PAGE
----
Are kids these days more anxious than in the past? This is one of the most commonly asked questions from parents, pediatricians, and teachers. A Google search for childhood anxiety epidemic comes up with over 5.5 million hits indicating anxiety is being discussed more frequently and more openly than in the past. However, there is no evidence to suggest anxiety is more prevalent now than it used to be.
In recent years, through all types of media, parents have received the message of how important it is to be attuned and responsive to their kids’ cues and needs. Parents have been made even more aware of the stress their children may feel in response to life changes, school demands, and social pressures. This is wonderful because an attuned parent can better help their child through many of life’s challenges. So while parents may report that their children feel stressed more often, we have not seen an increase in actual diagnosis of anxiety disorders.
Stress and anxiety are normal parts of life, and can, in fact, be helpful. Test anxiety for example may encourage a teen to study longer and harder than if they weren’t worried about their test performance. However, when anxiety becomes debilitating it can interfere with regular functioning. For example, if a teen’s test anxiety leads to that teen NOT studying, avoiding attending school or completing schoolwork, parents must address the concerns in a more thoughtful way. Often, anxiety takes root in the “what if” rather than the “what is,” and parents may be surprised by the catastrophes their teen is imagining. A parent’s alternate perspective can sometimes help shift a child’s anxious thought while addressing the teen’s fear.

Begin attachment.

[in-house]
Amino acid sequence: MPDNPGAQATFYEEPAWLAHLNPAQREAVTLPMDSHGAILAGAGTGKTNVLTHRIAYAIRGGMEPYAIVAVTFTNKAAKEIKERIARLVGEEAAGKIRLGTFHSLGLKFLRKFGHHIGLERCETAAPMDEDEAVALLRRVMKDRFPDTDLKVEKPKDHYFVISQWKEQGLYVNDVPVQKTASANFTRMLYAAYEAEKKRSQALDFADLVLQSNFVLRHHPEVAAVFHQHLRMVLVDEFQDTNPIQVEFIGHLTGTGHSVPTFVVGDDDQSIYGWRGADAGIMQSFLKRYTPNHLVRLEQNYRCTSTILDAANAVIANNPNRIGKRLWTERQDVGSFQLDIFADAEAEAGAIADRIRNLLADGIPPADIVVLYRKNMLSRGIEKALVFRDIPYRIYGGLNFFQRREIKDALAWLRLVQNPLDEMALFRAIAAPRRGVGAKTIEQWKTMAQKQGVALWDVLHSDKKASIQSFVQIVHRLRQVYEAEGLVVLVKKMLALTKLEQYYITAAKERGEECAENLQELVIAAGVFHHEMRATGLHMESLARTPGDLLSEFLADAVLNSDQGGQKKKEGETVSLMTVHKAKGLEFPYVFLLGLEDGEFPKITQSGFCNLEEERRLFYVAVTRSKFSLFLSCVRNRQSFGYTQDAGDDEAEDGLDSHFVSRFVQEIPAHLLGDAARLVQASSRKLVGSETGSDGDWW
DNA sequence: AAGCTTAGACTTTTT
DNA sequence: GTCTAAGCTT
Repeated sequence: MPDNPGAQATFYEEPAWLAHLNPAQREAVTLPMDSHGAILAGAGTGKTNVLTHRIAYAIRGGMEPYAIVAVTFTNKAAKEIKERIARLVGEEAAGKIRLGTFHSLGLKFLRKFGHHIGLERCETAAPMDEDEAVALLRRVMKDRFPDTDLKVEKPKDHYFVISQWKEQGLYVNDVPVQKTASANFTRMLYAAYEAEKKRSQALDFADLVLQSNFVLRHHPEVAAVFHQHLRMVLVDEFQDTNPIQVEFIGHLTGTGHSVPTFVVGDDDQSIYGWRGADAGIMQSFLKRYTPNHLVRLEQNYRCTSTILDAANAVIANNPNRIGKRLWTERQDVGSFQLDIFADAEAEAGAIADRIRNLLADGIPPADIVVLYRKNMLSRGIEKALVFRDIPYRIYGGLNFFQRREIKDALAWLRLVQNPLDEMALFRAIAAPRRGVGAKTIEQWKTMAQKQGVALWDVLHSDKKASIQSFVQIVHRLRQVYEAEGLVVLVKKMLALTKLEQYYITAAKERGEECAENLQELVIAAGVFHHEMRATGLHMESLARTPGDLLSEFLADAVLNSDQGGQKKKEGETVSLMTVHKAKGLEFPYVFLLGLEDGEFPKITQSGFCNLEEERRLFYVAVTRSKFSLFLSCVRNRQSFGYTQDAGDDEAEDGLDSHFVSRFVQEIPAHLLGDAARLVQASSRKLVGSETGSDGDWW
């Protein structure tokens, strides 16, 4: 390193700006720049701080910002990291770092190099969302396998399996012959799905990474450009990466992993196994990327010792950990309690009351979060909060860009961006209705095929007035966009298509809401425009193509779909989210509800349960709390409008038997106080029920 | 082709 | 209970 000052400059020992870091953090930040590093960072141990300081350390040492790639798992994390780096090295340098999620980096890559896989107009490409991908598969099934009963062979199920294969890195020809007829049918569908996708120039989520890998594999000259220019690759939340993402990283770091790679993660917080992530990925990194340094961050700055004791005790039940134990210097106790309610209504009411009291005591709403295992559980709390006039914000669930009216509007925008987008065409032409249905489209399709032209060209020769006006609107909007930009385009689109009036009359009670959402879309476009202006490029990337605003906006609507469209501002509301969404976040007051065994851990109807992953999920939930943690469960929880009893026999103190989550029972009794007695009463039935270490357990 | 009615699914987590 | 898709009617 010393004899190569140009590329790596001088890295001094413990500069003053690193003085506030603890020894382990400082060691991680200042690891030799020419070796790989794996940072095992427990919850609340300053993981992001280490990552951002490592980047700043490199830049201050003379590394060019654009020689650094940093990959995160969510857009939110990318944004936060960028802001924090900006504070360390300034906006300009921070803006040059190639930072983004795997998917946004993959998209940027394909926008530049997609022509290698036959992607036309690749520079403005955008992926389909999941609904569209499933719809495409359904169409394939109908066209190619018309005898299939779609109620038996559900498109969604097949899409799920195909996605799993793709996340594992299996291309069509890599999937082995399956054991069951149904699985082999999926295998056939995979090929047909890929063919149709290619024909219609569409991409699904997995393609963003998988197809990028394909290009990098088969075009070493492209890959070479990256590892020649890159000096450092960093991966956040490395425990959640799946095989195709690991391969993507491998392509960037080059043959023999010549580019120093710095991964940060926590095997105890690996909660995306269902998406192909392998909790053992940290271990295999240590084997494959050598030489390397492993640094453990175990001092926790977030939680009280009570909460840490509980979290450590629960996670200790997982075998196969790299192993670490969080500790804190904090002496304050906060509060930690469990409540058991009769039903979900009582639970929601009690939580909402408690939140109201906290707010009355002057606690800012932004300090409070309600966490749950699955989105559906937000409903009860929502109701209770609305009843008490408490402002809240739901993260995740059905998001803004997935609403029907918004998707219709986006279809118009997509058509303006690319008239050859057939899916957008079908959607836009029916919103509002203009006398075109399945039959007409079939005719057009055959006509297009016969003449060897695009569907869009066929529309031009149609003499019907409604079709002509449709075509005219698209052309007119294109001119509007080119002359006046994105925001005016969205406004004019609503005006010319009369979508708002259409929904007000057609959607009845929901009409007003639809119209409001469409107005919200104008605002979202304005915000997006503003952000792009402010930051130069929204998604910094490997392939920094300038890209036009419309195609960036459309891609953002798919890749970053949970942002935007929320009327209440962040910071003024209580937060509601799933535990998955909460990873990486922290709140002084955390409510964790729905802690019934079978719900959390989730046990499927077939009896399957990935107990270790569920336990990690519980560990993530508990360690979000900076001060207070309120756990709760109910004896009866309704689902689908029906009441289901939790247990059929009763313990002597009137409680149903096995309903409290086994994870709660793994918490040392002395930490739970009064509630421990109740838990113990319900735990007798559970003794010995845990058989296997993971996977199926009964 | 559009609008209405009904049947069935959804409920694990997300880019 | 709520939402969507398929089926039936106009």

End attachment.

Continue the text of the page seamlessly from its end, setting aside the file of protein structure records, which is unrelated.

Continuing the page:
When avoidance or catastrophizing become a pattern, it might be worth checking with the school counselor or a therapist to see if cognitive behavior therapy or other supports could help the anxious child develop new, more productive thought patterns and ease physical manifestations of chronic worry. Learn more about recognizing anxiety in elementary age kids, as well as teens and tweens.
Portions of this post originally appeared in an article published in Slate.
Catherine Mogil, PsyD
CARES Faculty Member